You are What You Eat: What are your nails telling you?


Nails are often a reflection of our overall health or nutritional deficiencies:

  • Poor nail growth = zinc deficiency
  • Dryness and brittleness = lack of vitamin A , D and calcium
  • Brittle, concave, ridged, white half moons = iron/protein/calcium deficiency
  • Bluish discoloration = respiratory difficulties
  • Yellowish discoloration = bronchial difficulties
  • Peeling nails = vitamin A deficiency
  • External fibrous growths = too much salt
  • Separation of the nail bed = nervousness/hyper thyroid

How does healthy eating help?

  • Nails that break easy (chip, peel, or crack) may indicate a poor nutrition, insufficient hydrochloric acid and protein in the diet, as well as a deficiency in minerals. Increase your vitamin A by drinking carrot juice. Eat three servings of fish each week and/or consider taking a fish oil supplement.
  • Iron-deficiency anemia may cause the nails to appear pale and become thin, brittle, ridged, and easily cracked or broken. Eat more iron rich foods, eat more iron-rich foods such as eggs, liver, green-leafy vegetables, blackstrap molasses, almonds, poultry, whole grain breads and cereals, avocados, beets, dates, lima beans, pumpkins, peaches, pears, prunes, watercress, soybeans and raisins. If changing the way you eat doesn't help, see your health care practitioner.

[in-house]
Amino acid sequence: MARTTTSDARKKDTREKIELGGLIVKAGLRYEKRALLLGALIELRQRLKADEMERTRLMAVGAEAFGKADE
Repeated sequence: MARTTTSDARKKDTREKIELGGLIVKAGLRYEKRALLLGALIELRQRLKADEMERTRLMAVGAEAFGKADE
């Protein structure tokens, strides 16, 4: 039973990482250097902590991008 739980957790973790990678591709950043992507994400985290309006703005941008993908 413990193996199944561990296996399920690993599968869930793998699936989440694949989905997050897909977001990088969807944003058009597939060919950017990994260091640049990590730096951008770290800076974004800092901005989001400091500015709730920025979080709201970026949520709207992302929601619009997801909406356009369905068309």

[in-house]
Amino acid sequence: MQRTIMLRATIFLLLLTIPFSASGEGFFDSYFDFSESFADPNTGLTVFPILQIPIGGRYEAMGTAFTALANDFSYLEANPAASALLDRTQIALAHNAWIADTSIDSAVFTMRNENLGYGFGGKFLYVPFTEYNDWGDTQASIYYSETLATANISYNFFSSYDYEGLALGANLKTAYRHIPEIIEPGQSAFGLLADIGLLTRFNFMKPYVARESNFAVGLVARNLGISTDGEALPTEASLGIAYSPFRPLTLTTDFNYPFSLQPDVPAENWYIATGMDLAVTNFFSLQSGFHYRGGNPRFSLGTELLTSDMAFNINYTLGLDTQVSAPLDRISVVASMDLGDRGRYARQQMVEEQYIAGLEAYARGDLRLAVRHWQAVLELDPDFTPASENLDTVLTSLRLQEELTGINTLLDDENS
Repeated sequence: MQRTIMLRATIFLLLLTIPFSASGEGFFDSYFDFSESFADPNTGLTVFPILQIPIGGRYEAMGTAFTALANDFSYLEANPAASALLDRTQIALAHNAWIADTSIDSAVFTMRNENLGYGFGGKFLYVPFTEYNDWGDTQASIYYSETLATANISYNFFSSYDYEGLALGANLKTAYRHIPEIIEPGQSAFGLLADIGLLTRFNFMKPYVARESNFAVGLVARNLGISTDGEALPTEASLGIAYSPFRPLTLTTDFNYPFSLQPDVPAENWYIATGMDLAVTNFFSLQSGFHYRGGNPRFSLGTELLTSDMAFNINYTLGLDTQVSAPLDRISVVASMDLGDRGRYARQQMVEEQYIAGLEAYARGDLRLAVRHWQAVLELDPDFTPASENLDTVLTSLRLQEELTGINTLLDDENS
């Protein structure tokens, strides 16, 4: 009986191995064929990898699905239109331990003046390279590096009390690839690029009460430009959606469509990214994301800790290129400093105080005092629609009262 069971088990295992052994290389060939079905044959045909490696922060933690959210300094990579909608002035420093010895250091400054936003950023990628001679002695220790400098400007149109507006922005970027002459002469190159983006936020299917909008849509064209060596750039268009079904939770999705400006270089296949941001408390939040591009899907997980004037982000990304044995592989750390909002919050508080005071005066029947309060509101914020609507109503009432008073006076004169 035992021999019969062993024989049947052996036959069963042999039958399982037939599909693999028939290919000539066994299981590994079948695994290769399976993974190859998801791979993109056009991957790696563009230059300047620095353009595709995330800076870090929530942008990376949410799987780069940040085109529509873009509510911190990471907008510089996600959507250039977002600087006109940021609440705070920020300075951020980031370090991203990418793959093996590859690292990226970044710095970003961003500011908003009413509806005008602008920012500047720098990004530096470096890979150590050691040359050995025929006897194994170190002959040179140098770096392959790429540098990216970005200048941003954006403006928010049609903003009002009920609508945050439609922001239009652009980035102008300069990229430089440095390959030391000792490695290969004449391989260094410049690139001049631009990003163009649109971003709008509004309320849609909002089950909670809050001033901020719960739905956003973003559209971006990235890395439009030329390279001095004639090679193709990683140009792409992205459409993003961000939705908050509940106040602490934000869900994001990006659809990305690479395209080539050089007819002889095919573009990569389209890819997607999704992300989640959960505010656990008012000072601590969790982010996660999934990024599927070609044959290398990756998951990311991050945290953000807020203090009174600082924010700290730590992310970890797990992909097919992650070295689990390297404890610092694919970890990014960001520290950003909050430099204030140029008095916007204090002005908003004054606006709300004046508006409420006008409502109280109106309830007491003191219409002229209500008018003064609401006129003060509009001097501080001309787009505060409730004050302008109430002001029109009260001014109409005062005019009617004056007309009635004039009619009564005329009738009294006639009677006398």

• For fungal or bacterial nail infections, boost immunity by eating garlic and onions, foods rich in zinc (nuts, root vegetables and shellfish), vitamin C and flavonoids (fruits and vegetables), and omega-3 (nuts, seeds and dark green leafy vegetables).

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SCIplanet is a bilingual edutainment science magazine published by the Bibliotheca Alexandrina Planetarium Science Center and developed by the Cultural Outreach Publications Unit ...
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